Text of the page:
Before proceeding to consider in detail the various events of the Passion, it may be useful to sketch out roughly, as it were in outline, the last week of our Lord's life upon earth. When the festival of the Pasch was drawing near, He came up to Jerusalem with his Apostles, and, on the way, announced to them his approaching Passion, Death and Resurrection. “Behold we go up to Jerusalem, and the Son of Man shall be betrayed to the chief priests and the Scribes, and they shall condemn Him to death. And they shall deliver Him to the Gentiles, to be mocked, and scourged, and crucified, and the third day He shall rise again.”'l

Towards evening, on the Friday before He was crucified, He arrived at the village of Bethania, where Lazarus dwelt, with Mary and Martha his sisters. Here He rested the Sabbath day, and supped, in the evening, at the house of Simon the Leper. Lazarus sat at table with the guests; while Martha served ; and Mary, taking a pound of precious ointment, made of costly spikenard, poured it on the head of Jesus, and then annointed also his feet and wiped them with her hair.

1 Matt. xx. 18, 19; Mark, x. 33, 34 ; Luke, xviii. 31-34. ? John, xii. 1.

On the morrow, the first day of the Jewish week, He went towards the city, riding on an ass; and the people came out in crowds to meet Him ; some carrying branches of palm in their hands, which they strewed in his path, whilst others spread out their garments beneath his feet; and all cried aloud, Hosannah to the Son of David! Blessed is He who cometh in the name of the Lord! And when He came near to the city, and looked down upon it from the last crest of the mount of Olives, He wept over it, and foretold, in touching words, its approaching desolation. Then going into the temple, He healed the blind and the lame. And the Pharisees, hearing the acclamations of the people, and seeing the wonders that He wrought, were filled with envy. But Jesus, when evening was come, left them, and went back to Bethania, where He abode.?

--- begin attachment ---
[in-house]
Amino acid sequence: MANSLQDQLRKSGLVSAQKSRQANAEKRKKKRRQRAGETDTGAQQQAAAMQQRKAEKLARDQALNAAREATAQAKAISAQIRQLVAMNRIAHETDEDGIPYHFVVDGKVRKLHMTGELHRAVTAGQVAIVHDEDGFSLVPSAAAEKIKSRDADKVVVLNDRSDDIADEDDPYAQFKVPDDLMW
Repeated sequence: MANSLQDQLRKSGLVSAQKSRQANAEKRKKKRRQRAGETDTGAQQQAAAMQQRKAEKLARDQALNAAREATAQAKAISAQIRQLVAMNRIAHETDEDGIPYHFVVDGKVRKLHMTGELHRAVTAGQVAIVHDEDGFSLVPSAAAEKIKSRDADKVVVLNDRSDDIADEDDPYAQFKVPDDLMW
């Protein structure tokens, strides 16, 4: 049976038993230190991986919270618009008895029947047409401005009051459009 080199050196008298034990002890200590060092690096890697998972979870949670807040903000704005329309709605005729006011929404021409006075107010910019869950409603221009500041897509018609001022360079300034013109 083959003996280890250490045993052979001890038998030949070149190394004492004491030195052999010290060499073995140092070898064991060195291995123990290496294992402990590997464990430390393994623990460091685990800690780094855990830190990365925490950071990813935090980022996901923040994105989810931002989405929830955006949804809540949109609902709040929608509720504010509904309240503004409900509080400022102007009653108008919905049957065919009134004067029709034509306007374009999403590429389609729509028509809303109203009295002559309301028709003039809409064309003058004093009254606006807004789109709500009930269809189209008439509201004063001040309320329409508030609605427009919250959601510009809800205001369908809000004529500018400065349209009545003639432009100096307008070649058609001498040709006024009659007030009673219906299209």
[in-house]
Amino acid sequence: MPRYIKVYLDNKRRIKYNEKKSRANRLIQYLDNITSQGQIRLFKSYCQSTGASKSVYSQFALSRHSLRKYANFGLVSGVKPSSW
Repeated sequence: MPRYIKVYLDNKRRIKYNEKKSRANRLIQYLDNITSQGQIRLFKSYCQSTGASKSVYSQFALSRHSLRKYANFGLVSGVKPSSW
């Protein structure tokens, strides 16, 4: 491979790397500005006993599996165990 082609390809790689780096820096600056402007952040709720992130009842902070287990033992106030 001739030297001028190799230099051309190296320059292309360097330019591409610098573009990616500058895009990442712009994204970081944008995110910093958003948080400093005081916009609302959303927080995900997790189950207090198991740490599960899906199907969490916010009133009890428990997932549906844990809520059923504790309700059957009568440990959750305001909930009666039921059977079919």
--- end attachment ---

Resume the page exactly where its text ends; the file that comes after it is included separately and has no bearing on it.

The following days were spent by our Lord, teaching in the temple, but He returned each evening to Bethania, which was distant about two English miles, on the slopes of the Mount of Olives. And all the people used to come to the temple early in the morning to hear Him." As He came towards the city on Monday He cursed the barren fig tree, which withered away upon the spot. Then entering into the temple, He cast out those who were buying and selling therein, and overturned the tables of the money changers.? When evening was come, He went forth again from the city.8

The incidents of Tuesday are related with great minuteness. On their way to the city, Jesus and his Apostles pass by the barren fig tree, which they see withered away to the roots :9 then coming to the temple, Jesus teaches there according to his wont. The Pharisees, and the Sadducees, and the Doctors of the law, seek to lay snares for Him and to catch Him in his discourse. But He defeats their crafty designs, and then assuming a tone of authority, He rebukes their pride and arrogance, their avarice, their hypocrisy. Seeing that they could not entrap Him by their subtilties, they would gladly seize

Matt. xxvi. 6; Mark, xiv. 3 ; John, xii. 2.

? Matt. xxi. 1-11, 14-17 ; Mark, xi. 1-11; Luke, xix. 28-44; John, xii. 12-50; see also Milman, Hist. of Christianity, vol. i. pp. 280-284; Stanley, Sinai and Palestine, pp. 186-190.

3 Luke, xix. 47 ; xxi. 37, 38; Matt. xxi. 17 ; Mark, xi. 11, 19. • John, xi. 18. Luke, xxi. 38. 6 Mait. xxi. 19; Mark, xi. 13. 14. • Matt. xxi. 12, 13; Mark, xi. 15-17; Luke, xix. 45, 46.

8 Mark, xi. 19. 9 Matt. xxi. 18-20; Mark, xi. 20, 21.

VOL. IX.